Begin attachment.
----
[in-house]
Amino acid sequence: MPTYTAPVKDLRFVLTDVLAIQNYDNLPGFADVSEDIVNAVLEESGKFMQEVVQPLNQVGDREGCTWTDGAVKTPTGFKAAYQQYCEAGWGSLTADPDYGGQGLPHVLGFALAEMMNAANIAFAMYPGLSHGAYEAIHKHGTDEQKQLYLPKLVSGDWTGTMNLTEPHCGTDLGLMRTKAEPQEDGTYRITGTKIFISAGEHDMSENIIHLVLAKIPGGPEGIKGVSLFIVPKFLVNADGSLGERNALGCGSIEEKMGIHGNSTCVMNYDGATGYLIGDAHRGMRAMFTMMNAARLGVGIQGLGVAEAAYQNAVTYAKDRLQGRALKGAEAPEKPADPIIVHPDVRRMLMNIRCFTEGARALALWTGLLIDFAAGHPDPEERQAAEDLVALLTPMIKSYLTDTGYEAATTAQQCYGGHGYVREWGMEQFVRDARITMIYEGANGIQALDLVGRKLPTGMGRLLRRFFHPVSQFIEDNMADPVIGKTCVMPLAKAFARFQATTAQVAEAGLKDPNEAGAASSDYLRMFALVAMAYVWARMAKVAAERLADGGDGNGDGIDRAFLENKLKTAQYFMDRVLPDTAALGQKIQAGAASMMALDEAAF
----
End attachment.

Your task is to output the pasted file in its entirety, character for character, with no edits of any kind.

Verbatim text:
[in-house]
Amino acid sequence: MPTYTAPVKDLRFVLTDVLAIQNYDNLPGFADVSEDIVNAVLEESGKFMQEVVQPLNQVGDREGCTWTDGAVKTPTGFKAAYQQYCEAGWGSLTADPDYGGQGLPHVLGFALAEMMNAANIAFAMYPGLSHGAYEAIHKHGTDEQKQLYLPKLVSGDWTGTMNLTEPHCGTDLGLMRTKAEPQEDGTYRITGTKIFISAGEHDMSENIIHLVLAKIPGGPEGIKGVSLFIVPKFLVNADGSLGERNALGCGSIEEKMGIHGNSTCVMNYDGATGYLIGDAHRGMRAMFTMMNAARLGVGIQGLGVAEAAYQNAVTYAKDRLQGRALKGAEAPEKPADPIIVHPDVRRMLMNIRCFTEGARALALWTGLLIDFAAGHPDPEERQAAEDLVALLTPMIKSYLTDTGYEAATTAQQCYGGHGYVREWGMEQFVRDARITMIYEGANGIQALDLVGRKLPTGMGRLLRRFFHPVSQFIEDNMADPVIGKTCVMPLAKAFARFQATTAQVAEAGLKDPNEAGAASSDYLRMFALVAMAYVWARMAKVAAERLADGGDGNGDGIDRAFLENKLKTAQYFMDRVLPDTAALGQKIQAGAASMMALDEAAF